It was suggested to me to make a meta post first and see the community response for this type of question.

I would like to know what types of quantitative evaluations exist for researchers. I do not mean how students evaluate, but how departments evaluate the staff/faculty that does research. For example, is there some Impact Factor publication score that is combined with author position to give some number as a way to evaluate all the academics together.

The institute I work with is 'interdiscipline' as in, disciplines from bio,biochem, nano, robotics, UX, etc. are all in the same building and administratively similar. So the institute is looking for ways to evaluate researchers quantitatively, which is supposed to be 'fair' (but I think it is more just transparency).

Currently we have some 'total possible points', then it breaks into categories like research and outreach. Research is broken into journals, grants, books. Then outreach is broken into lectures, invited talks, internal tours, media coverage (if your in newspaper or news).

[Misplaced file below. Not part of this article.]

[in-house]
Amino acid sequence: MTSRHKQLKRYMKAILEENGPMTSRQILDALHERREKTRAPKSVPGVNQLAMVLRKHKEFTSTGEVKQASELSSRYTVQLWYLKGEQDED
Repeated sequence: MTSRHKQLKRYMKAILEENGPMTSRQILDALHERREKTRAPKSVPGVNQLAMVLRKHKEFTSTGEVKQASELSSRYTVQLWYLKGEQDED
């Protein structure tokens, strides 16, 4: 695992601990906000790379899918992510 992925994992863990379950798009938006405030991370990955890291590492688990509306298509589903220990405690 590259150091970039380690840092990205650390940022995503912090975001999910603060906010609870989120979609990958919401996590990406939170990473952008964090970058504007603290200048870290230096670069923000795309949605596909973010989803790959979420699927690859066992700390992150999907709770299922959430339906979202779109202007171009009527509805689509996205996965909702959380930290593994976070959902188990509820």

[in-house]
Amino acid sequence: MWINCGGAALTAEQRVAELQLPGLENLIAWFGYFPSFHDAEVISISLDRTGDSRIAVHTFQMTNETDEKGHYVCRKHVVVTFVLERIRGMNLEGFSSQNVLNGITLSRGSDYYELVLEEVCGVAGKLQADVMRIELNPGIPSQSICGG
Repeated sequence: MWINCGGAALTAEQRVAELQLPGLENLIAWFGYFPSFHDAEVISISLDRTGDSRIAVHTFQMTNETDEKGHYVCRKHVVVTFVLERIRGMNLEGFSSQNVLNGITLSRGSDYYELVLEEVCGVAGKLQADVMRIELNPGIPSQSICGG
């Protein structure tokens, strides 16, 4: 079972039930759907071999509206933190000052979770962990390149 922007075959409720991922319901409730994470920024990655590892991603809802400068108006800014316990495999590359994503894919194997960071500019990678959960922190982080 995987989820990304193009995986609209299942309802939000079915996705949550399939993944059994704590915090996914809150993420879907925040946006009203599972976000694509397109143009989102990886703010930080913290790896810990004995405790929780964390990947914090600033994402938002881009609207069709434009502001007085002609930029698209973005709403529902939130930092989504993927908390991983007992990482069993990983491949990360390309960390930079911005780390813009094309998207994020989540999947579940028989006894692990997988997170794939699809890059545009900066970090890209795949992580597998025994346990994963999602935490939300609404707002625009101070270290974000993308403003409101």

Some example of the points are, journal is X amount of points, if you are first or last author, it is 70%, if you are the only author it is 100%, and if you are middle it is 30%. Then, if the impact factor places it in the top 10% of journals, the score is multiplied by 3.

One issue we have is computer science and similar fields that publish in conferences, which are much more like 'publications' than some other disciplines.

We also have an issue with the departments like Art (kind of a techno art and research), in which grant funding is usually lower.

I think this type of question would be useful to people, but mostly in a list format where many people can continually add methods. I think it is not too broad, since it is focused on quantitative measures. Thoughts?

1 Answer 1


With my mod hat on I do what the AC.SE community wants, but personally I don't like lists. I especially don't like lists that are not obviously useful to a large number of people and will have people interested in maintaining the list.

That said, for this particular case, I wonder if there is a relevant non-list question. For example, the UK uses the Research Excellence Framework (REF) to rate groups of researchers and departments then use the REF framework to rate individual researchers. There probably is a less than book length single comprehensive answer that touches on the underlying theory behind things like REF.

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